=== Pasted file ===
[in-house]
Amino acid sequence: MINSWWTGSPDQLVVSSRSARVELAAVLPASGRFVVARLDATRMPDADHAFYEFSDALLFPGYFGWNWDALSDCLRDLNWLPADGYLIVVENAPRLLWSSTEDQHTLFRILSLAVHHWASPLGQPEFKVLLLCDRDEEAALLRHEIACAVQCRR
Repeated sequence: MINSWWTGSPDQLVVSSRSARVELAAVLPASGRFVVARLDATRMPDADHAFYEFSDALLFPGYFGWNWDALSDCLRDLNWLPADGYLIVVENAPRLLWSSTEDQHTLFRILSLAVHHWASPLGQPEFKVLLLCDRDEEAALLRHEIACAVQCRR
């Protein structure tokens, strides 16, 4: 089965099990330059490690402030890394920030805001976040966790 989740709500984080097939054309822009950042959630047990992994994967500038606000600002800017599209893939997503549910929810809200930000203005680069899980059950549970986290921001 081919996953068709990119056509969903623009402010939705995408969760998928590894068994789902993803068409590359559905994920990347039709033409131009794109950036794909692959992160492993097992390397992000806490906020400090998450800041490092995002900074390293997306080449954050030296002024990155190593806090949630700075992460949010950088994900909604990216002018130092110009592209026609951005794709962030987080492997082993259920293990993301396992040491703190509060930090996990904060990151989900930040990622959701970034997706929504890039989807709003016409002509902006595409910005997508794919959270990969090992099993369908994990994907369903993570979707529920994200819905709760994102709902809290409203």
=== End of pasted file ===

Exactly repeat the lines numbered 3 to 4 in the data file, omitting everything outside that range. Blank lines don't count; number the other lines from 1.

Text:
Repeated sequence: MINSWWTGSPDQLVVSSRSARVELAAVLPASGRFVVARLDATRMPDADHAFYEFSDALLFPGYFGWNWDALSDCLRDLNWLPADGYLIVVENAPRLLWSSTEDQHTLFRILSLAVHHWASPLGQPEFKVLLLCDRDEEAALLRHEIACAVQCRR
């Protein structure tokens, strides 16, 4: 089965099990330059490690402030890394920030805001976040966790 989740709500984080097939054309822009950042959630047990992994994967500038606000600002800017599209893939997503549910929810809200930000203005680069899980059950549970986290921001 081919996953068709990119056509969903623009402010939705995408969760998928590894068994789902993803068409590359559905994920990347039709033409131009794109950036794909692959992160492993097992390397992000806490906020400090998450800041490092995002900074390293997306080449954050030296002024990155190593806090949630700075992460949010950088994900909604990216002018130092110009592209026609951005794709962030987080492997082993259920293990993301396992040491703190509060930090996990904060990151989900930040990622959701970034997706929504890039989807709003016409002509902006595409910005997508794919959270990969090992099993369908994990994907369903993570979707529920994200819905709760994102709902809290409203």